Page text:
Entries tagged with “Guardian Peak”.


Veritas Wine top achieversKWV, Spier, and Nederburg are our country’s top three wine estates based on the number of Double Gold and Gold Awards they received at the 2014 Veritas Awards Gala Dinner at the Cape Town International Convention Centre on Saturday evening, making up almost half the 51 Double Gold awards. The Veritas Awards are viewed as the ‘Oscars of the South African wine industry‘, with close to 1800 wines entered, a slight decrease on the number of 2013 entries.

KWV was announced as the Best Wine Producer for the fourth year running, and increased its Double Gold awards from four last year to seven this year.  KWV also won 2 Double Golds for its Brandy.  Spier has greatly enhanced its Veritas performance, with 7 Double Gold awards, compared to only one last year. Nederburg increased its Double Gold tally from four last year to six.  Flagstone won Best Performer in the less than 10 wines entered category, and the KWV won in the 11+ wines entered category.

Four wine industry legends Danie de Wet of De Wetshof, Diaan de Villiers, Professor Diko van Zyl (author of historical works on (more…)

WhaleTalesTourism, Food, and Wine news headlines

*  MailOnline has written a flattering article about Franschhoek in the main, entitled Touring South Africa… one sip at a time. Discover a wine taster’s paradise on a trip to Cape Town and Franschhoek‘.  The writer shares her experience on the hop-on hop-off Franschhoek Wine Tram, sampling the wines of Mont Rochelle, La Couronne, and Môreson, eating at The Tasting Room, lunching at La Petite Ferme, and visiting Delaire Graff with its diamond boutique and Tretchikoff’s ‘Chinese Girl‘ (which she defines as being in Franschhoek too!).  In Cape Town she stayed at both the Cape Grace and Twelve Apostles Hotel & Spa, went up Table Mountain and to Robben Island, lunched at Baia in the V&A Waterfront, had afternoon tea at the Mount Nelson, bought art at Ebony, and dined at The Pot Luck Club.

*   The Top 12 Shiraz wines have been announced in the 2014 Shiraz Challenge, organised by Shiraz SA, an association which promotes the image of our local Shiraz, and its blending potential.  A total of 191 Shiraz wines was evaluated, and the process audited.   The Top 12 Shiraz list is Black Elephant Vintners Amistad Syrah 2012, Boschkloof Louis 57 Syrah 2012 and its Syrah 2012, (more…)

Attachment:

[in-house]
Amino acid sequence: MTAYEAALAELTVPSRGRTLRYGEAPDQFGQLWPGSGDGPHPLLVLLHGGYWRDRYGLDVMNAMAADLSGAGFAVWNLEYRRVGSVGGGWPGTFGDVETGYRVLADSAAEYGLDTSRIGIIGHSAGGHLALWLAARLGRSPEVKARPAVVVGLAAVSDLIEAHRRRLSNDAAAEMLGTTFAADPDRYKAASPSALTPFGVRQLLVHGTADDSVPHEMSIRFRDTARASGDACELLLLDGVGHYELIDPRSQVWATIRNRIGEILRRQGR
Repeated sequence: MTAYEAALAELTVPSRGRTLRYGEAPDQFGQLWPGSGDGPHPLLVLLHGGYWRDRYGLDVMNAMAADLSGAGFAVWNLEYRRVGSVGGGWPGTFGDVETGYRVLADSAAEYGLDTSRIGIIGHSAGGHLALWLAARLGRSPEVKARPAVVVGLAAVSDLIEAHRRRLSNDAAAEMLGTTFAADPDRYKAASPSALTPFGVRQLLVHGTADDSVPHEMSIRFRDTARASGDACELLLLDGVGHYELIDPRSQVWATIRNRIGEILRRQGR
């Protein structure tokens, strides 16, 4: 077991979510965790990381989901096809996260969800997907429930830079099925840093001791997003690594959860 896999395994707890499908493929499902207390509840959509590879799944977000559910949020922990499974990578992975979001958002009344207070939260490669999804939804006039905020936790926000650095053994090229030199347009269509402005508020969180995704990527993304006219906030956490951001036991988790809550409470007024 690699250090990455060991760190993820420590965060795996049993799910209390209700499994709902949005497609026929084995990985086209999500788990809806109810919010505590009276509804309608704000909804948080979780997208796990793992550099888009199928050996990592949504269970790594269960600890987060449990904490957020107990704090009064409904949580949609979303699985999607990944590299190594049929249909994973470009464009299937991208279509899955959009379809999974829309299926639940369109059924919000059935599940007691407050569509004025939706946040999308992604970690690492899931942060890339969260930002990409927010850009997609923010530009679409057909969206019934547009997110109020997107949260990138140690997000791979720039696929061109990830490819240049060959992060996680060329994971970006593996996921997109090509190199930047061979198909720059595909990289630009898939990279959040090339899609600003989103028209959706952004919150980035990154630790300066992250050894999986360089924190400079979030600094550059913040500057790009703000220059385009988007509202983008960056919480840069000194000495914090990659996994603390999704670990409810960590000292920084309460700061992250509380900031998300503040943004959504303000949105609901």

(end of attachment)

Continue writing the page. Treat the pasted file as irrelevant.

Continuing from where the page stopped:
Tasha's Fruit and lights Whale Cottage PortfolioMy friend Whitney and I decided to give the new Tashas in the V&A Waterfront a try, after we had both heard good things about the restaurant, which opened in the previous Mugg & Bean space a month ago. It was a poor experience, leaving a bad taste in our mouths, both Whitney and I getting ill from the food.

The owner and chef Raynne Roll told us that each of the eleven Tashas created around the country over the past eight years is themed decor wise, and has signature dishes and specialist wines to tie in with the theme. The theme of the WaterfrontTasha's Rayne Roll Whale Cottage Portfolio branch is Spanish, and hence the additional Tapas menu and Spanish style cakes, which are unique to the branch. Bowls and paella pans have been bought in from Spain for the new restaurant.  Tashas Constantia is French Country inspired, Pretoria is South African, Melrose Arch is ‘Sushi, Oysters and Champagne’, Rosebank in Johannesburg is New York, and the Nicolway branch is Portuguese.

I arrived before Whitney did, and walked in from the mall entrance, where the branding is so small that it is easy to miss.  The iron gates do not look relevant to a

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Oneiric Chardonnay Whale Cottage PortfolioI spent a wonderful afternoon in the middle of nowhere yesterday at Oneiric Wines, 5 km off one of the Elgin roads, spoilt by Chef Bertus Basson of Overture, who set up a pop-up restaurant for 30 guests at the homestead of the owners overlooking the beautiful valley.

Shan Pascall did not tell me about the road I would be travelling to get to the homestead, which is beyond their tasting room, with steep inclines and declines, but she had ‘incentivised’ me by saying that not only would Chef Bertus be cooking, but that her friend David Bullard of former ‘Out to LunchSunday Times column fame would be there too.  I was shaking a little on arrivalOneiric Welcome Whale Cottage Portfolio, after the drive, so had to refuse the Sauvignon Blanc which was offered as a welcome drink.

David and I were introduced to each other where Chef Bertus was cooking, and we did a quick run through of our favourite restaurants in the Cape.  David writes for Prestige magazine, and moved to Somerset West six months ago.  I was surprised about the choice of the town, but he raved about the Croydon estate in which he lives, which is a producing vineyard with its own wine label, the Oneiric David Bullard Whale Cottage Portfoliowines being made by Beyers Truter of Beyerskloof. The 200 houses on the estate are separated by vineyards, so that one is hardly aware of one’s neighbours.  The residents are very social, finding any opportunity to meet for some wine, lovely resident Claudine Wheeler told me, sitting next to her and her husband Francis.  David’s restaurant favourites so far are The Long Table, Equus at Cavalli, Guardian Peak, Overture, Indochine, Avontuur, and Tokara.  It was hard to photograph David in serious mode, as he isn’t, so we settled on a ‘silver spoon in mouth’ portrait! (more…)